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Queen's famous gowns go on display at Buckingham Palace

By Tony Jones, Press Association Court Correspondent

Published 24/07/2016

Curator Caroline de Guitaut adjusts a peach cocktail dress designed by Angela Kelly and worn by Queen Elizabeth II's at the opening Ceremony of the London 2012 Olympic games, during a press preview for Fashioning a Reign: 90 Years of Style from The Queen's Wardrobe, an exhibition at Buckingham Palace in London. PRESS ASSOCIATION Photo. Picture date: Thursday July 21, 2016. See PA story ROYAL Dresses. Photo credit should read: Lauren Hurley/PA Wire
Curator Caroline de Guitaut adjusts a peach cocktail dress designed by Angela Kelly and worn by Queen Elizabeth II's at the opening Ceremony of the London 2012 Olympic games, during a press preview for Fashioning a Reign: 90 Years of Style from The Queen's Wardrobe, an exhibition at Buckingham Palace in London. PRESS ASSOCIATION Photo. Picture date: Thursday July 21, 2016. See PA story ROYAL Dresses. Photo credit should read: Lauren Hurley/PA Wire
Curator Caroline de Guitaut adjusts Queen Elizabeth II's wedding dress designed by Sir Norman Hartnell in 1947, during a press preview for Fashioning a Reign: 90 Years of Style from The Queen's Wardrobe, an exhibition at Buckingham Palace in London. PRESS ASSOCIATION Photo. Picture date: Thursday July 21, 2016. See PA story ROYAL Dresses. Photo credit should read: Lauren Hurley/PA Wire
The Coronation Dress of Queen Elizabeth II designed by Norman Hartnell in 1953, during a press preview for Fashioning a Reign: 90 Years of Style from The Queen's Wardrobe, an exhibition at Buckingham Palace in London. PRESS ASSOCIATION Photo. Picture date: Thursday July 21, 2016. See PA story ROYAL Dresses. Photo credit should read: Lauren Hurley/PA Wire
Curator Caroline de Guitaut adjusts Queen Elizabeth II's wedding dress designed by Sir Norman Hartnell in 1947, during a press preview for Fashioning a Reign: 90 Years of Style from The Queen's Wardrobe, an exhibition at Buckingham Palace in London. PRESS ASSOCIATION Photo. Picture date: Thursday July 21, 2016. See PA story ROYAL Dresses. Photo credit should read: Lauren Hurley/PA Wire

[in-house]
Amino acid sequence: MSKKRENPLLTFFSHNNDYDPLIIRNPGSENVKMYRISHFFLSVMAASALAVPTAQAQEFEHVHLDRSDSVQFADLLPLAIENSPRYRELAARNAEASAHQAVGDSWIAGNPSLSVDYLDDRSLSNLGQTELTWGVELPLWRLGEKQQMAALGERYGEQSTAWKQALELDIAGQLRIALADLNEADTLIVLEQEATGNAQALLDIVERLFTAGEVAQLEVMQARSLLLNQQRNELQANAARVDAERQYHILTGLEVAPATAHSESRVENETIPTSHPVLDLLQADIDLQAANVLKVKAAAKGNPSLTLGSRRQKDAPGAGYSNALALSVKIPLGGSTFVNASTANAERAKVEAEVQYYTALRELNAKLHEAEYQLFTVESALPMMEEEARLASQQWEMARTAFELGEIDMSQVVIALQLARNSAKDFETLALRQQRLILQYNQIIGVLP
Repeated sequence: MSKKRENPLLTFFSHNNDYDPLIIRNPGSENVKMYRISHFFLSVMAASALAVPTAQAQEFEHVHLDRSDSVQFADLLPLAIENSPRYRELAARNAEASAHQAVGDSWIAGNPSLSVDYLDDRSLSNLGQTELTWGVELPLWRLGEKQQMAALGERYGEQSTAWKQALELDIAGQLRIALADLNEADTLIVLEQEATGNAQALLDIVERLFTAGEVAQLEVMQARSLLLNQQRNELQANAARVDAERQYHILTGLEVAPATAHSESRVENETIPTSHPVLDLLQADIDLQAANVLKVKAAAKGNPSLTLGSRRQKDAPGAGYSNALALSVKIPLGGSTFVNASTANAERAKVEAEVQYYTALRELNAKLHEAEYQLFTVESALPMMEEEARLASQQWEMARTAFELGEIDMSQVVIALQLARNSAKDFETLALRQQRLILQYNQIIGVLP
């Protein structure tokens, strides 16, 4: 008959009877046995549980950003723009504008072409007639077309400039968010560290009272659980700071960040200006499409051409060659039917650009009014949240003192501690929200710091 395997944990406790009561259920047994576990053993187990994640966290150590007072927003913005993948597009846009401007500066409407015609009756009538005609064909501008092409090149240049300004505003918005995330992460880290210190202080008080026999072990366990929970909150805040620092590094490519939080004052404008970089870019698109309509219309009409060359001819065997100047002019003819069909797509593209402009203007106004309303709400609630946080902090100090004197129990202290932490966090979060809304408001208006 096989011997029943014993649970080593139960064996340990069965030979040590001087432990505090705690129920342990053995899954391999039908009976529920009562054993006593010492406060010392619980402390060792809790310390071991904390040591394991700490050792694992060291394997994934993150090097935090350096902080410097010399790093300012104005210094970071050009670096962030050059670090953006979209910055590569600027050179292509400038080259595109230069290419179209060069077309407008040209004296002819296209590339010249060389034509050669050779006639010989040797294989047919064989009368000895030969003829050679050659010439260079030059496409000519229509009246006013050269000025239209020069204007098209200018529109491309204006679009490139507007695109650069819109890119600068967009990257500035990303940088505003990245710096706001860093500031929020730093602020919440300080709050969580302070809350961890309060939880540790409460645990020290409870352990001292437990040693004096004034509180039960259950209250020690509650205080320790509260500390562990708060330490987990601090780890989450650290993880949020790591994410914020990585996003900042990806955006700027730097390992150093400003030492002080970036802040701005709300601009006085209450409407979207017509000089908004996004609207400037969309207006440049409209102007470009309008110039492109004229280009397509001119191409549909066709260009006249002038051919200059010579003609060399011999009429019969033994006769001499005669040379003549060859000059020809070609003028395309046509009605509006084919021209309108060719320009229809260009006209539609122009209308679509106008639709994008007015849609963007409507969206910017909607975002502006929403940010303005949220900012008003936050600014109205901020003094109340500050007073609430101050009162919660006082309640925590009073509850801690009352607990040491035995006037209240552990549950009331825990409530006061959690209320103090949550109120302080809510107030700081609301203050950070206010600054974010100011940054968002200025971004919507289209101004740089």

Curator Caroline de Guitaut adjusts a peach cocktail dress designed by Angela Kelly and worn by Queen Elizabeth II, at the opening ceremony of the London 2012 Olympic games, during a press preview for Fashioning a Reign: 90 Years of Style from The Queen's Wardrobe, an exhibition at Buckingham Palace in London. PRESS ASSOCIATION Photo. Picture date: Thursday July 21, 2016. See PA story ROYAL Dresses. Photo credit should read: Lauren Hurley/PA Wire

The dress worn by the Queen when she "parachuted" into the Olympic stadium during the London 2012 opening ceremony will be a star attraction at a new Buckingham Palace exhibition.

Dresses, gowns and outfits from the monarch's life, charting important personal moments and major events for the nation, have gone on display.

The handmade garments created by British designers range from the Queen's wedding and coronation gowns - exhibited together for the first time - to items worn at the wedding of the Prince and Princess of Wales, during overseas state visits and her "neon at 90" outfit for this year's Trooping the Colour ceremony.

The Queen had her own starring role in the Olympics when she filmed a cameo appearance for Danny Boyle's opening ceremony, greeting James Bond, played by Daniel Craig, at the palace with the words "Good evening, Mr Bond".

They boarded a helicopter and set off, flying over London to the Olympic Stadium, where the scene ended with the Queen's stunt double parachuting live into the arena.

Seconds later, the real Queen, wearing the same peach coloured dress as she did in the filmed sequence, entered the stadium to rapturous applause.

It was created by Angela Kelly, the Queen's personal assistant and adviser, using sumptuous materials like silk, lace, beads, feathers and enamel and a second was also made for the monarch's stunt double Gary Connery who jumped out of the helicopter.

Exhibition curator, Caroline de Guitaut from the Royal Collection Trust, said only Ms Kelly, and not her seamstresses, knew why two outfits were needed.

"The second version was made in complete secrecy and even those working on the making of these didn't actually understand why there were two identical outfits - so it has a fantastic story," she said.

"The philosophy behind the design I believe is to have something in a colour that wouldn't be in anyway representative of any of the countries participating, so that's why the colour is quite unique, that sort of peachy, coraly pink.

"And also to have quite striking, strong design lines so the kind of illusion of the Queen potentially jumping out of the helicopter would not be lost.

"So you've got these quite strong pleats across the shoulder, band of lace around the torso, and then the pleats around the skirt."

Mr Connery, who has worked on movie series ranging from Harry Potter to Indiana Jones, said at the time he "thoroughly enjoyed getting dressed up".

Visitors to the exhibition, which forms part of the summer opening of the state rooms at Buckingham Palace, will first see a display space featuring an outfit for each of the 10 decades the Queen has lived through.

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